In the evening, after their boating trip, they meet for dinner in Athens with another writer. The talk is lively, serious, interesting. They talk about the meaning of the self, a person’s identity. And Cusk comments to my delight: “I thought the whole idea of a “real” self might be illusory: you might feel, in other words, as though there were some separate, autonomous self with you, but perhaps that self didn’t actually exist.” Yes, I exclaimed as I was reading along, I have always believed this was the case.

I am enjoying her story immensely. We are in Greece, in the summer, it is warm, very much so, and the dialogue is pure philosophy. What is next? A visit to an island in the Aegean? A trek up the Acropolis to the Parthenon? A discussion of Plato’s view of poets in the Republic? I will have to wait, although I’d rather not.


The Archivist

With a little effort, anything can be shown to connect with anything else: existence is infinitely cross-referenced. And everything has more than one definition.

Those are the opening sentences of Martha Cooley’s novel, The Archivist. Her novel gives shape to that central theme. There are three archivists in her story.

Matthias is the archivist of a major library, a reader, emotionally remote.

I found myself finally in solitude, the point at which I seem to have been aimed all along, like an arrow that after much delay had finally found its target…Naturally there are individuals with whom I have reason and desire to interact…But behind or beyond these comminglings, I have safeguarded my solitude.

His wife, Judith, is an archivist of the Holocaust, who suffers from a life-long depression that frequently requires psychiatric hospitalization.

Judith was the only fully awake person I’d ever known. She watched and listened; she paid attention. History was anything but abstract for her, and she couldn’t defend herself against it. The war wasn’t somewhere else, at some other time. It was irrevocably present for her.

Roberta, a student at the university, seeks to be an archivist of the letters that T.S. Eliot wrote to a woman, after he consigned his wife to a psychiatric institution. The letters were given to the archives of Mathias’s library and not to be read until 2020.

Do you know what Belladonna means? Literally it means beautiful lady. Also it’s the name of a poisonous plant. Curious, no?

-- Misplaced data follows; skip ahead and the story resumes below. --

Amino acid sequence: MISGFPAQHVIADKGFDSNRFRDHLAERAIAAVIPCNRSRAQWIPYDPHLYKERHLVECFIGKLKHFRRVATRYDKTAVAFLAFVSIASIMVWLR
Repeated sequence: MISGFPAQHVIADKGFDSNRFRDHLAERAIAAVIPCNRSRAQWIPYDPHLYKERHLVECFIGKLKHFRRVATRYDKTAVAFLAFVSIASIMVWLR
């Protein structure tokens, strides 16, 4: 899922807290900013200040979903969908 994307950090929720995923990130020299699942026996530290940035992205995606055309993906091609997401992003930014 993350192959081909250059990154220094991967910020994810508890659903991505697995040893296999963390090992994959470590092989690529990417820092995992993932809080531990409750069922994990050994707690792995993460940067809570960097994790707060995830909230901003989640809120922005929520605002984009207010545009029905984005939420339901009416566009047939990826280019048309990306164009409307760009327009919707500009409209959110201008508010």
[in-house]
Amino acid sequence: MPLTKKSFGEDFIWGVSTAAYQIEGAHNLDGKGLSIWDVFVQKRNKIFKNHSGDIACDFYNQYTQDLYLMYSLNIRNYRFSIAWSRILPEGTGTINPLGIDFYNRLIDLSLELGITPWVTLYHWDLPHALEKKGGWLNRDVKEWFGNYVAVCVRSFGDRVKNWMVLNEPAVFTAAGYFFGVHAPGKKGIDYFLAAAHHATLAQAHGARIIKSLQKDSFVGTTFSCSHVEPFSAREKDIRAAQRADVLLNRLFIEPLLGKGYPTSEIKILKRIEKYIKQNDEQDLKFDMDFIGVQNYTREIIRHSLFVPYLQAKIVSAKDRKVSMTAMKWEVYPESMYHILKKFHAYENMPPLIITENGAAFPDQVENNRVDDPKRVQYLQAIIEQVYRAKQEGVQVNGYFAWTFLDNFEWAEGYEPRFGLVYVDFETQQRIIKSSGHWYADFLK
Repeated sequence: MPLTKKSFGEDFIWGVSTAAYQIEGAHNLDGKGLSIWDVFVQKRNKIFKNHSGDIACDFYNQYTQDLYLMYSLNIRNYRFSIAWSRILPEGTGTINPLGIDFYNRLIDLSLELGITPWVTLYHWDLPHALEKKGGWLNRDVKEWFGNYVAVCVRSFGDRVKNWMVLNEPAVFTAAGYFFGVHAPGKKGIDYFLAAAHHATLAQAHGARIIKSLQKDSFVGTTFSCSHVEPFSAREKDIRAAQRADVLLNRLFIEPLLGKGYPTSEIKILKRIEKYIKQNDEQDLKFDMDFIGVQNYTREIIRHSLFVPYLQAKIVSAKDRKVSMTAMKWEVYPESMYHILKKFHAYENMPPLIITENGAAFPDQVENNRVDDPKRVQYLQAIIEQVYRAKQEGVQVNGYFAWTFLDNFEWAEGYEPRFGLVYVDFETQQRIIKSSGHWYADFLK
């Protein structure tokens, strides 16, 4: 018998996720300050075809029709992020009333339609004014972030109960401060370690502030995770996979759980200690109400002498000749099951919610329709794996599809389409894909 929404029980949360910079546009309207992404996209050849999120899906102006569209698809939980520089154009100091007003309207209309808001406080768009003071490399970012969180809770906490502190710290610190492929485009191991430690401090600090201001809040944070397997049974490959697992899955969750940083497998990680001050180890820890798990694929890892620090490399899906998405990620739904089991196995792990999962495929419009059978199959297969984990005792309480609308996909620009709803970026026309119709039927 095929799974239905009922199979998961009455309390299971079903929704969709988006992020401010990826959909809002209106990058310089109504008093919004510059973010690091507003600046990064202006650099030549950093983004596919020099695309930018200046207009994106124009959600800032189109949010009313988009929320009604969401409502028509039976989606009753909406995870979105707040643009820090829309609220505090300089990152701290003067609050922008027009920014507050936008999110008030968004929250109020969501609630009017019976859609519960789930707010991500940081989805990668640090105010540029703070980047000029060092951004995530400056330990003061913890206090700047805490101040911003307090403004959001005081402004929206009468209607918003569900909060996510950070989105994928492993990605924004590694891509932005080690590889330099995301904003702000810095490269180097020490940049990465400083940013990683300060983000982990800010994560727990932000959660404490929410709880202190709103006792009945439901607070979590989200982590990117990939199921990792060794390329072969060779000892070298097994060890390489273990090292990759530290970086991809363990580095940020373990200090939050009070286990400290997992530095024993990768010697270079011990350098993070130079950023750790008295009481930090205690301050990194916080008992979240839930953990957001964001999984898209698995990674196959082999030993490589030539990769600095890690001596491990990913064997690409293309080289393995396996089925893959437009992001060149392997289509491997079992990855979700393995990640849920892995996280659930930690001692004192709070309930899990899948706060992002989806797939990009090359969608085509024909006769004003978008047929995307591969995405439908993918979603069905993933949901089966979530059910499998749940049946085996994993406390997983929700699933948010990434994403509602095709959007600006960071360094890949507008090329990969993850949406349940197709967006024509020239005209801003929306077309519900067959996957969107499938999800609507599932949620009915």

Eliot looms in the background, his poems are sprinkled throughout the novel, his conversion to the Church of England symbolizes the course each of the protagonist’s life. Here conversion is meant to be any major shift in one’s long held beliefs.

And what the dead had no speech for, when living
They can tell you, being dead: the communication
Of the dead is tongued with fire beyond the language of the living.

Mathias eventually realizes he has failed Judith, failed her because he could not, didn’t know how to provide the emotional support she desperately sought in the depths of her depression.

In turn, once Judith learns her parents were Jewish, she becomes preoccupied by the Holocaust.

She was looking for a way to understand evil, not as a metaphysical abstraction but as a reality—the war’s reality, whose contours swelled and sharpened with each new piece of information we received from abroad.

Similarly, Roberta grapples with the knowledge her parents, who raised her as a Christian, were in fact Jewish refugees from Nazi Germany. From time to time she must take leave of the university to care for her mother, hospitalized for another mild heart attack.

But any shrink will tell you that while denial is useful, it has its price. There’s no such thing as identity without history.

Three individuals orbiting around the process of conversion, it’s tremors, insights and regrets. The Archivist is a philosophical tour-de-force, a troubling and morally serious novel of ideas.

The knowledge imposes a pattern, and falsifies,
For the pattern is new in every minute.


A Murakami Tale

Something about her expression pulled people in. It was as if this is something I thought of only later, of course—she was peeling back one layer after another that covered a person’s heart, a very sensual feeling.

They meet when they are twelve, students in the same school. They are quiet, lonely, and enjoy being together. Hajime walks Shimamoto home every afternoon after school. They listen to music, drink tea and talk to one another. They are too young to realize what is happening to them.

These are the central characters in Haruki Mukami’s beautiful novel, South of the Border, West of the Sun. In time, they part ways as Hajime moves to another town to attend high school and later college. While they lose touch with one another, neither can forget their times together. The feel of her hand has never left me.

Hajime marries a woman he happens to meet on the street, they have two children and he goes to work for her father who loans him money to open a nightclub. It becomes popular and with the profits he opens another. They have a home in a posh suburb of Tokyo, two cars, and a life that an observer would call idyllic.

But Hajime knows something is missing. Yes, he has a family, a job and two lovely children. But what then is missing? One night Shimamoto comes into his bar. She had read about it in a magazine. She will tell him nothing about her life. They talk and it is, of course, like old times. But she returns only intermittently and there are long periods when they don’t see each other. Hajime confesses to her one night: